The obvious gift for a newly minted 21-year-old is a bottle of booze. Problem is, it probably won’t last the week. (And that’s being generous.) But there are dozens of other fun, boozy or booze-adjacent gifts that are still appropriate for someone who’s just started drinking legally. To find that elusive gift — one that will be appreciated for longer than a weekend — we talked with a professional bartender, brewers, and a sommelier, along with a couple of actual 21-year-olds, who recommended the best gifts for newly legal young adults (including some options for the 21-year-olds who don’t want to drink).
For 21-year-olds who drink
Willy Shine, mixologist and Jägermeister brand rep, would give a burgeoning cocktail enthusiast some cocktail tools, “in order for him or her to enjoy perfectly crafted cocktail at home and for their friends.” He recommends Dale DeGroff’s Craft of the Cocktail, “a great place to begin to understand cocktails, their recipes as well as their origins. This book is a beautiful welcome into the world of proper cocktail-making and understanding.”
For a new wine drinker, Aldo Sohm, sommelier at Aldo Sohm Wine Bar and Le Bernardin, recommends Wine Folly. It’s a wine book geared toward visual learners, who would prefer to learn about wine through pictures rather than text, and it’s far from pretentious. “Madeline Puckette teaches you in a very, very playful way. It’s really the new way of learning because she’s demonstrating in pictures,” including easy-to-read illustrations that break down the color and clarity of wine or show you how to serve and taste a glass properly, even if it’s just a glass of two-buck Chuck.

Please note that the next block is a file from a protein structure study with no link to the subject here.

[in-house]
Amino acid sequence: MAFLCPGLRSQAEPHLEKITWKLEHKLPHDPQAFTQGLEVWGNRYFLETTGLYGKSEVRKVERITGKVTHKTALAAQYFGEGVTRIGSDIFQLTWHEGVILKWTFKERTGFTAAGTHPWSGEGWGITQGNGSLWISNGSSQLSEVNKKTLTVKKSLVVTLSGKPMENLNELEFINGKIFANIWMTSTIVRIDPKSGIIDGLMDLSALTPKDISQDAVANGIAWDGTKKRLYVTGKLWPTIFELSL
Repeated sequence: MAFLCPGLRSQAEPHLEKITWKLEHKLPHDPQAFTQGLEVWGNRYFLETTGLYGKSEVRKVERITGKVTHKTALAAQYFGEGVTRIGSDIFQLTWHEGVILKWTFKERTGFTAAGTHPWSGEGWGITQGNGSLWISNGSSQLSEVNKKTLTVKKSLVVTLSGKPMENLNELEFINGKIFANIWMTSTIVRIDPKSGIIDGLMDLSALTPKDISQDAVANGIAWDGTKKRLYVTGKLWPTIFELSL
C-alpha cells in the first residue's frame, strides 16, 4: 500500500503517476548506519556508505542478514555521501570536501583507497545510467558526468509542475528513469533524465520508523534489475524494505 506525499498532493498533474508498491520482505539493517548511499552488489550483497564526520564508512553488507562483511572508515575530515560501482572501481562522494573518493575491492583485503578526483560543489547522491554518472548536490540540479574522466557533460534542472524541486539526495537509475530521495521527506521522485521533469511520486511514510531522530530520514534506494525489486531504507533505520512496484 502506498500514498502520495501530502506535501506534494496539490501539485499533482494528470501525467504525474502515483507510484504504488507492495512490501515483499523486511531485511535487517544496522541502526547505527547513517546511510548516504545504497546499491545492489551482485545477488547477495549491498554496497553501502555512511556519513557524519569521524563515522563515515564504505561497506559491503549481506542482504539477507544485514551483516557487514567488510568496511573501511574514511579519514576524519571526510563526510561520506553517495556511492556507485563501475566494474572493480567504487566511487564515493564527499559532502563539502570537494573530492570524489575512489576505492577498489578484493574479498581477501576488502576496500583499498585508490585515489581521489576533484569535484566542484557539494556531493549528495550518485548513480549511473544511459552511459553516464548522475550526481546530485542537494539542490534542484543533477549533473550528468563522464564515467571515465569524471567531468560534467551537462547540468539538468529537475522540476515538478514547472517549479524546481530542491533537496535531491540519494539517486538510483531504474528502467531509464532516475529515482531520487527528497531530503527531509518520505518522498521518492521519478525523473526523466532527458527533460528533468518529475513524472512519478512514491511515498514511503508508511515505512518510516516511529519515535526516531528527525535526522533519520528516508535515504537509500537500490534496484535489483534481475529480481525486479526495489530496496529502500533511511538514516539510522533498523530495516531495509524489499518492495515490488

Marissa A. Ross’s Wine. All the Time is another approachable wine book that includes a whole chapter on drinking wine in the real world — with practical advice on how to (safely) drink wine while camping, going to a music festival, or talking with your boss at your first postgrad office happy hour.
Jim Koch, the founder and brewer of Sam Adams, recommends proper beer glasses for brand-new (legal) beer lovers, “because every drinker should have the right glassware to fully enjoy his or her first cold beer.” And by “right,” he means something that’s a little fancier than a regular, old pint glass or a red Solo cup. Though he’s biased, Koch does like the Sam Adams Perfect Pint glasses, which have “an angled lip to deliver the beer to the front of the tongue, and a narrow base so the beer doesn’t get warm.”
David Zuskov, the brewer and lab manager at Almanac Beer Co. in Alameda, California, also likes Spiegelau glassware. As he explained in our gift guide for beer lovers, “The IPA glass really makes a difference. I drank the same beer out of their glass and a pint glass, and you can taste so much more flavor from theirs.” Spiegelau’s three-piece starter set would be a good choice for someone who’s starting to learn the difference between an IPA, a lager, and a stout.
Another solid wine gift for newbies is the Corkcicle, which chills a bottle of warm wine down quickly and keeps it cold. According to writer Leah Bhabha, “It’ll begin cooling down the wine immediately, chilling from top to bottom, and keeping it icy for up to an hour without watering it down.” It’s certainly a more elegant way to chill wine than putting ice cubes in your glass.